It turns out the third time was indeed the charm when it came to this latest edition of Star Wars roleplaying. My first EotE game was a mess of conflicted interests; my second game was a lackluster starter game thrown at a crowd of vets; but this third game hit the mark perfectly. It was challenging without being frustrating, interesting without being confusing, and fun without being ridiculous. There were several fantastic moments throughout the game. I'm not going to to go into details because of spoilers and such, but nevertheless, I was very happy with the adventure itself. After playing it once, "Jewel of Yavin" is making a strong case for being the best published adventure I've ever read/run.
As for the system itself...that was perhaps my favorite part of the entire game. Long stretches of the adventure simply entailed the players describing their characters' actions, and then rolling dice. In any other game, this would be maddening, boring, tedious to the point of sheer frustration. In Edge of the Empire, though, every dice roll was fun. Coming up with clever ideas to add boost dice; watching the meticulous balance of Light and Dark side tokens to upgrade or downgrade dice, and coming up with various levels of good and bad news dependent on the rolls was devilishly fun for myself, and I daresay the group as a whole. There was almost never a "you pass/you fail" moment from the dice; the dice actively pushed the story in various directions through play. The dice didn't hinder the story; the dice were helping me tell the story. Backed with a well-structured adventure to contextualize all that planning and rolling, and this game came as close to running itself as I'd ever seen.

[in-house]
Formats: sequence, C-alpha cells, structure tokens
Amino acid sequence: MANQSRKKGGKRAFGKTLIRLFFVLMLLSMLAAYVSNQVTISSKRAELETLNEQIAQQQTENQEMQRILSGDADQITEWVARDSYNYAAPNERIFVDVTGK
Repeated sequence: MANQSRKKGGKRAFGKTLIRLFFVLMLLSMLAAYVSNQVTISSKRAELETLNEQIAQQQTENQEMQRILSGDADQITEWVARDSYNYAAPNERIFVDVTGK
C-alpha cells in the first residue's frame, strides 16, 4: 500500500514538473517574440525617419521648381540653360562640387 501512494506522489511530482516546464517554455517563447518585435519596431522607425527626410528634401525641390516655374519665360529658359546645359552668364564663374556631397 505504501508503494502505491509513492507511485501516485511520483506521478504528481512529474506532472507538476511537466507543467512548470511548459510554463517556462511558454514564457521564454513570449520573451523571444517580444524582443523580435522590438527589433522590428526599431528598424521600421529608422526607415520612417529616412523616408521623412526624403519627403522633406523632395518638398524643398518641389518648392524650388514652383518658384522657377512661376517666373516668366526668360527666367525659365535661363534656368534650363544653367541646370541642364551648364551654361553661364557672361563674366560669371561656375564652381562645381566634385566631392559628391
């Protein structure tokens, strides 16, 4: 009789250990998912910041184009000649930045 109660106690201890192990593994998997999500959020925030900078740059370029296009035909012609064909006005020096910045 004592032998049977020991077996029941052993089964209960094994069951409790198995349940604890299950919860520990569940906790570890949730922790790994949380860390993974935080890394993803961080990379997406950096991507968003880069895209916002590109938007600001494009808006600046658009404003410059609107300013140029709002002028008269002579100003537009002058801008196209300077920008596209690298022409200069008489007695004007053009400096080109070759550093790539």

The only downside to the helpful system is the inertia left me scrambling for the few things it didn't cover. NPCs, for example. I was so caught up in planning and handling dice rolls that I found myself un-motivated to roleplay the various NPCs who showed up throughout the adventure. I think I did an adequate job, but compared to how smoothly everything else went, the gap there felt pretty noticeable to me. In future adventures, I'll have to be sure to either minimize the amount of NPCs, or give them some easy-to-follow personality quirks that makes a basic level of roleplaying at least feasible.
The other one issue with the game was the atrocious running length. I committed to running "Jewel of Yavin" before finishing my reading of the book. As a result, I did not realize I had just committed to running a three-session epic adventure as a single-session game! If/when I do it again, I have some big thoughts on how to whittle "The Jewel of Yavin" down into a single session game. On the other hand, it is very easy to see "The Jewel of Yavin" expanded into an entire multi-adventure campaign. My players and I persevered, but unfortunately we ran out of time before we could fully complete the adventure. Something to work on for next time!
Overall, as said before though, I loved yesterday's game. I am so happy and grateful it went down as well as it did. I absolutely cannot wait for the next chance to do something like that again!